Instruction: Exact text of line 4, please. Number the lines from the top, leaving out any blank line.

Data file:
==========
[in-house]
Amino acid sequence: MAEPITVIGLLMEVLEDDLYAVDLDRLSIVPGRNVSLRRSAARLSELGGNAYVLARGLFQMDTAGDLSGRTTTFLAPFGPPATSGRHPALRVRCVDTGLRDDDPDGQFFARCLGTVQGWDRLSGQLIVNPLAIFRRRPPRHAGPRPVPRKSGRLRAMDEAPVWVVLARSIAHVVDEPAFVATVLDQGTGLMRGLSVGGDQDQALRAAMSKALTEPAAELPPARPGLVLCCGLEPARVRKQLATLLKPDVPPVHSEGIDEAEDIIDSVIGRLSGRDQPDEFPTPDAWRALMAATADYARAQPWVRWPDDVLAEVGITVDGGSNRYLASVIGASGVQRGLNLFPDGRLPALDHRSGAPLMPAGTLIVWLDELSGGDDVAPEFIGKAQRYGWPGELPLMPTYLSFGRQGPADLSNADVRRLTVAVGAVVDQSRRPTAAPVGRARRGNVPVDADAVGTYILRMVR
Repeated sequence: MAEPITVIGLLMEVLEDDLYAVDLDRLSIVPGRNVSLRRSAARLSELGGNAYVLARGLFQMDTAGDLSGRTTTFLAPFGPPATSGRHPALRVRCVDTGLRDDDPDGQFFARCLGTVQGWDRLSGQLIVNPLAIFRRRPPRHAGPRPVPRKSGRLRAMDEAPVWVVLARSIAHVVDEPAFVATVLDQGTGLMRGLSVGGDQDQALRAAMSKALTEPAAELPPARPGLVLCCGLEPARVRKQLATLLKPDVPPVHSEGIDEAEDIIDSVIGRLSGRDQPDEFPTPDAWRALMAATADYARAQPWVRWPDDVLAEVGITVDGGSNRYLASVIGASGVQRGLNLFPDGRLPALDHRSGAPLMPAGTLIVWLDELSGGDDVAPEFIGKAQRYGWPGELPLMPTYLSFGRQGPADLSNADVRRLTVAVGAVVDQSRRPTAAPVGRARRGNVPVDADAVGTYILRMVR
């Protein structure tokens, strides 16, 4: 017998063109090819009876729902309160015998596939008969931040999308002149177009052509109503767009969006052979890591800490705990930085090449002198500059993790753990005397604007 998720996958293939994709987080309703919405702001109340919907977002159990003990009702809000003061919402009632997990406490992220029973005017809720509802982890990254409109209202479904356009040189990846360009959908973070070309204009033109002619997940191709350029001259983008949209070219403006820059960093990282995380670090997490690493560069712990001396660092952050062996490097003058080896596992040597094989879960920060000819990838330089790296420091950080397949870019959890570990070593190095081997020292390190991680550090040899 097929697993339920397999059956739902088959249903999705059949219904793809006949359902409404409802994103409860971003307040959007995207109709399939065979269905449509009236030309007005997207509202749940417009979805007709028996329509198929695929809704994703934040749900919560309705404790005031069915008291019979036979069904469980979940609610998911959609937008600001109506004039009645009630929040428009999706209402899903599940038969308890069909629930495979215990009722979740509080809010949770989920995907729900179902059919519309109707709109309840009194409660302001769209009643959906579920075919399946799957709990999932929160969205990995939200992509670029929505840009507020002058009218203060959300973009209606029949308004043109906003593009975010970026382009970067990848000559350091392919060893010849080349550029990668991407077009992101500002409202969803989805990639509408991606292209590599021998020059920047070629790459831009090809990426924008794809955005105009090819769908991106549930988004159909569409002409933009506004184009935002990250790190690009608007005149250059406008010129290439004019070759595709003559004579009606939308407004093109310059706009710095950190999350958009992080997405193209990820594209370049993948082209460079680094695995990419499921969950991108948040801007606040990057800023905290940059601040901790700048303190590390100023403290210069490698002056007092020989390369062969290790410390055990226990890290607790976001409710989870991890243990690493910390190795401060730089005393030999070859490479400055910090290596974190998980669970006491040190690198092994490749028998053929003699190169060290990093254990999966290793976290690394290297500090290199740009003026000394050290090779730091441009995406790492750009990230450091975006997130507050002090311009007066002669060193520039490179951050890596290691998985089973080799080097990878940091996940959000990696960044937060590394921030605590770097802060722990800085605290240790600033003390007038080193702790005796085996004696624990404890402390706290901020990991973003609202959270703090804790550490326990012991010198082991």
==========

């Protein structure tokens, strides 16, 4: 017998063109090819009876729902309160015998596939008969931040999308002149177009052509109503767009969006052979890591800490705990930085090449002198500059993790753990005397604007 998720996958293939994709987080309703919405702001109340919907977002159990003990009702809000003061919402009632997990406490992220029973005017809720509802982890990254409109209202479904356009040189990846360009959908973070070309204009033109002619997940191709350029001259983008949209070219403006820059960093990282995380670090997490690493560069712990001396660092952050062996490097003058080896596992040597094989879960920060000819990838330089790296420091950080397949870019959890570990070593190095081997020292390190991680550090040899 097929697993339920397999059956739902088959249903999705059949219904793809006949359902409404409802994103409860971003307040959007995207109709399939065979269905449509009236030309007005997207509202749940417009979805007709028996329509198929695929809704994703934040749900919560309705404790005031069915008291019979036979069904469980979940609610998911959609937008600001109506004039009645009630929040428009999706209402899903599940038969308890069909629930495979215990009722979740509080809010949770989920995907729900179902059919519309109707709109309840009194409660302001769209009643959906579920075919399946799957709990999932929160969205990995939200992509670029929505840009507020002058009218203060959300973009209606029949308004043109906003593009975010970026382009970067990848000559350091392919060893010849080349550029990668991407077009992101500002409202969803989805990639509408991606292209590599021998020059920047070629790459831009090809990426924008794809955005105009090819769908991106549930988004159909569409002409933009506004184009935002990250790190690009608007005149250059406008010129290439004019070759595709003559004579009606939308407004093109310059706009710095950190999350958009992080997405193209990820594209370049993948082209460079680094695995990419499921969950991108948040801007606040990057800023905290940059601040901790700048303190590390100023403290210069490698002056007092020989390369062969290790410390055990226990890290607790976001409710989870991890243990690493910390190795401060730089005393030999070859490479400055910090290596974190998980669970006491040190690198092994490749028998053929003699190169060290990093254990999966290793976290690394290297500090290199740009003026000394050290090779730091441009995406790492750009990230450091975006997130507050002090311009007066002669060193520039490179951050890596290691998985089973080799080097990878940091996940959000990696960044937060590394921030605590770097802060722990800085605290240790600033003390007038080193702790005796085996004696624990404890402390706290901020990991973003609202959270703090804790550490326990012991010198082991």